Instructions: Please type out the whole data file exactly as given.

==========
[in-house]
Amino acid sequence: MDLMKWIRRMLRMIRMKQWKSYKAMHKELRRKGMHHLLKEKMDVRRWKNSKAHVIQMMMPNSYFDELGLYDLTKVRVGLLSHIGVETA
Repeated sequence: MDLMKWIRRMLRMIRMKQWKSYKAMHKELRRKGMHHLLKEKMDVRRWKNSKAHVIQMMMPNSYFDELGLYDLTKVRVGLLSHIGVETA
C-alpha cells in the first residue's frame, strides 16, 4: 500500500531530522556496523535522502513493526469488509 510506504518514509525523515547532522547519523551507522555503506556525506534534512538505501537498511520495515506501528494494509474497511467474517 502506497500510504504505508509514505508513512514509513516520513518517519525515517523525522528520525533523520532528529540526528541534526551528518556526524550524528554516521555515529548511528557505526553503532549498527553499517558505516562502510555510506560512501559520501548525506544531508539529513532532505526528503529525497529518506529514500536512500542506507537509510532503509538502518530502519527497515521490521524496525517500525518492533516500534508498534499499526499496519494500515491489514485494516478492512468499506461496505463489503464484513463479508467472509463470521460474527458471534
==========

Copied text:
[in-house]
Amino acid sequence: MDLMKWIRRMLRMIRMKQWKSYKAMHKELRRKGMHHLLKEKMDVRRWKNSKAHVIQMMMPNSYFDELGLYDLTKVRVGLLSHIGVETA
Repeated sequence: MDLMKWIRRMLRMIRMKQWKSYKAMHKELRRKGMHHLLKEKMDVRRWKNSKAHVIQMMMPNSYFDELGLYDLTKVRVGLLSHIGVETA
C-alpha cells in the first residue's frame, strides 16, 4: 500500500531530522556496523535522502513493526469488509 510506504518514509525523515547532522547519523551507522555503506556525506534534512538505501537498511520495515506501528494494509474497511467474517 502506497500510504504505508509514505508513512514509513516520513518517519525515517523525522528520525533523520532528529540526528541534526551528518556526524550524528554516521555515529548511528557505526553503532549498527553499517558505516562502510555510506560512501559520501548525506544531508539529513532532505526528503529525497529518506529514500536512500542506507537509510532503509538502518530502519527497515521490521524496525517500525518492533516500534508498534499499526499496519494500515491489514485494516478492512468499506461496505463489503464484513463479508467472509463470521460474527458471534